The iPad Works, Thanks to These Apps

If you happened to venture over to our sister site TheAppleBlog recently, you might have seen my list of iPad applications that changed my mind about the future of the device. Well, I’ve also had a similar epiphany about using the iPad as a mobile workstation — and it wasn’t the same app loadout that convinced me of its value in that regard.

These are the apps that make the iPad work for web workers, and the ones that set the bar for developers to strive for when creating new apps for the future of the platform. If you feel like I’ve missed any, feel free to add your own suggestions in the comments.

  • Instapaper Pro ($4.99) This is the app to use for grabbing pages for reading later while you still have wireless access. Heck, I have a Wi-Fi + 3G model so I’m very rarely out of network range, but I still use it because of its formatting options and cross-platform compatibility. It’s a joy, and the ability to jump from iPhone to iPad seamlessly with it makes it a must-have for business use.
  • Documents to Go Premium ($11.99). A word processor, spreadsheet and presentation app is a must for work purposes. Docs to Go Premium is my choice, because I already had it on my iPhone and the universal update is free. I chose the premium version because of cloud access to services like Dropbox and Google Docs. (To learn more about the cloud, join us at Structure June 23 & 24 in San Francisco)
  • Dropbox (Free) Speaking of Dropbox, grab this app if you have an account. If you don’t have one, grab this app and then create an account from within it. It’s the easiest possible way to sync up your mobile device, your desktop, and any other computers you might use on a regular basis. The iPad app makes use of the great “Open in…” feature introduced in the iPad-specific iOS 3.2, and it’s a huge time-saver.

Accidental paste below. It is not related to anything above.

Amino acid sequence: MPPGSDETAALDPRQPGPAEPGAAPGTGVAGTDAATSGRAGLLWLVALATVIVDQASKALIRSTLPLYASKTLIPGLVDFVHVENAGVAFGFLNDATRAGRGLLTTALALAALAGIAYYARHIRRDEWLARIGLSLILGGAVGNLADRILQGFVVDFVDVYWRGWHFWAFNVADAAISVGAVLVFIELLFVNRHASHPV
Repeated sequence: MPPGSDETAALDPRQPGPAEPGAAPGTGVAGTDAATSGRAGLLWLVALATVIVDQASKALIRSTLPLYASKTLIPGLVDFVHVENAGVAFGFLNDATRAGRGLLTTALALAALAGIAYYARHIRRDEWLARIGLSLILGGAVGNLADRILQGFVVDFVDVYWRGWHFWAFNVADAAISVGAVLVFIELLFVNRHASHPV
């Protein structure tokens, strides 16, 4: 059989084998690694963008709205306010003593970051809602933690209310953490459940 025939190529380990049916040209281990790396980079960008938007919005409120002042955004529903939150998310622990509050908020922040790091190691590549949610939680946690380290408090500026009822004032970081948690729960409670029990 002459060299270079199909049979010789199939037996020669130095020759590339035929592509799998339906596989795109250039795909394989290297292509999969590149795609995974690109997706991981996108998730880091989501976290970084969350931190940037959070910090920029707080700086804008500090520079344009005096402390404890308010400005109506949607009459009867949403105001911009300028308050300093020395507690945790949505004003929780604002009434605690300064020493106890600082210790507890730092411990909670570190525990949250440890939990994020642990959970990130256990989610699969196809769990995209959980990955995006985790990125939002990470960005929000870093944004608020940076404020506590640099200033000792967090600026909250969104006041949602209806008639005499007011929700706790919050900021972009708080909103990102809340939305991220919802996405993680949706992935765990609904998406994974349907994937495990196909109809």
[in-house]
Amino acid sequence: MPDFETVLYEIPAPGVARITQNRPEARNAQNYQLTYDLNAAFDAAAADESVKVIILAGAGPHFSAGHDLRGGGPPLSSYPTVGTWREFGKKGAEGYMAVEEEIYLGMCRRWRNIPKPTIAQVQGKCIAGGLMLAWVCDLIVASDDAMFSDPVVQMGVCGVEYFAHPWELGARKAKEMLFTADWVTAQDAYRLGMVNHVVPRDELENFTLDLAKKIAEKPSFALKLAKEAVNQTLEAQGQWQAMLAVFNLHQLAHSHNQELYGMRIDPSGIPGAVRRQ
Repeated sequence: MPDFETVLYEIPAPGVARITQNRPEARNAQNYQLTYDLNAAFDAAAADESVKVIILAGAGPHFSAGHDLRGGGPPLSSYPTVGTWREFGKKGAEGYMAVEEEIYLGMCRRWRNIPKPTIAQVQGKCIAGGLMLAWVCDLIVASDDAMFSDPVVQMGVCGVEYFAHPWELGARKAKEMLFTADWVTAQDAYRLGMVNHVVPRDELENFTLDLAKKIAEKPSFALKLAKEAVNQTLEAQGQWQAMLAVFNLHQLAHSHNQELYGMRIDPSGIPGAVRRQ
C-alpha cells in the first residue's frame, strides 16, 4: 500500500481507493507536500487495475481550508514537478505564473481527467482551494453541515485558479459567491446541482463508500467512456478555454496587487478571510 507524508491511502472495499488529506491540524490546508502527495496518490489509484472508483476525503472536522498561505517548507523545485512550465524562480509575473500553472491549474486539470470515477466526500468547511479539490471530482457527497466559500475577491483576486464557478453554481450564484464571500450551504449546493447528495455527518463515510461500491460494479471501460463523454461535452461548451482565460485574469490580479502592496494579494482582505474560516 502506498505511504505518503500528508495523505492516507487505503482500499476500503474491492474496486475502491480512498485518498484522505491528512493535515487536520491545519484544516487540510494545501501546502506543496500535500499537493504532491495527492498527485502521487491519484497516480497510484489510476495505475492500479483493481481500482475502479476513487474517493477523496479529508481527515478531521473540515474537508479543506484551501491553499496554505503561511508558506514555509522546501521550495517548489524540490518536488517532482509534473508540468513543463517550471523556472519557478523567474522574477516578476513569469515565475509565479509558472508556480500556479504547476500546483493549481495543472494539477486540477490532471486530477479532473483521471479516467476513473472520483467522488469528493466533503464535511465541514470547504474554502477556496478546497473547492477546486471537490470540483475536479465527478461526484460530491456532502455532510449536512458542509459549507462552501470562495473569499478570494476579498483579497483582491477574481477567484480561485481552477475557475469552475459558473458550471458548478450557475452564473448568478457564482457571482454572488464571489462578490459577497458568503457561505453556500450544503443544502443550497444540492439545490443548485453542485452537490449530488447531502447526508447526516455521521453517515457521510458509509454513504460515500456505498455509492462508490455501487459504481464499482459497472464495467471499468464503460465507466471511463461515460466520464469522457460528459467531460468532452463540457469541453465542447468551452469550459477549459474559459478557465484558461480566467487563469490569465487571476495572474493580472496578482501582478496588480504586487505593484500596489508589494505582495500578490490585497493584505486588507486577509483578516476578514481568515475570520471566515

• iUnarchive ($2.99) Another great app that integrates well with other apps on the iPad is iUnarchive. It’s a little utility that allows you to open and extract pretty much any type of archived file, from .ZIP to .RAR and beyond. It works with Safari and Mail’s “Open in…” protocol, too, so you won’t have to take a lot of extra steps to get at those files, unlike many of the other options available in the App Store.
  • GoodReader for iPad (99 cents) If you’re looking for a very capable PDF reader that also supports VGA out using Apple’s adapter, this is the way to go.
  • BeejiveIM for iPad ($9.99) You’re going to need an IM client for the iPad if you want to use it as your go-to mobile workstation. Beejive is the king, despite some early hiccups with landscape mode that have been worked out in the latest update. You could also try IM+, but for my money, nothing’s better than the Beejive.
  • Penultimate ($2.99) Need a notebook for quick notes, mock-ups and other ideas? Penultimate will replace your moleskine and do it with style. Choose from lined, graph and blank pages, create and maintain multiple notebooks, and turn on pen mode for use with a stylus. It’s an amazing app, and a great bargain at the price.
  • Square (Free) It’s now a universal app, so go ahead and grab the Twitter founder’s venture into mobile payments on iOS. Even if you can’t yet get the credit card swipe dongle, it’s a useful way to track your payments from clients on the go without having to get into a detailed spreadsheet or invoicing app.
  • Reeder for iPad ($4.99) The hotly anticipated Reeder for iPad has arrived, and it blows all other RSS readers out of the water, including the Early Edition, which I reviewed favorably not too long ago. It has a beautiful interface, great caching and speed, terrific integration with other apps and services — this baby has it all. Plus it’s dead simple, since it’s just basically a shell for your Google Reader account.

Which iPad apps keep you productive?

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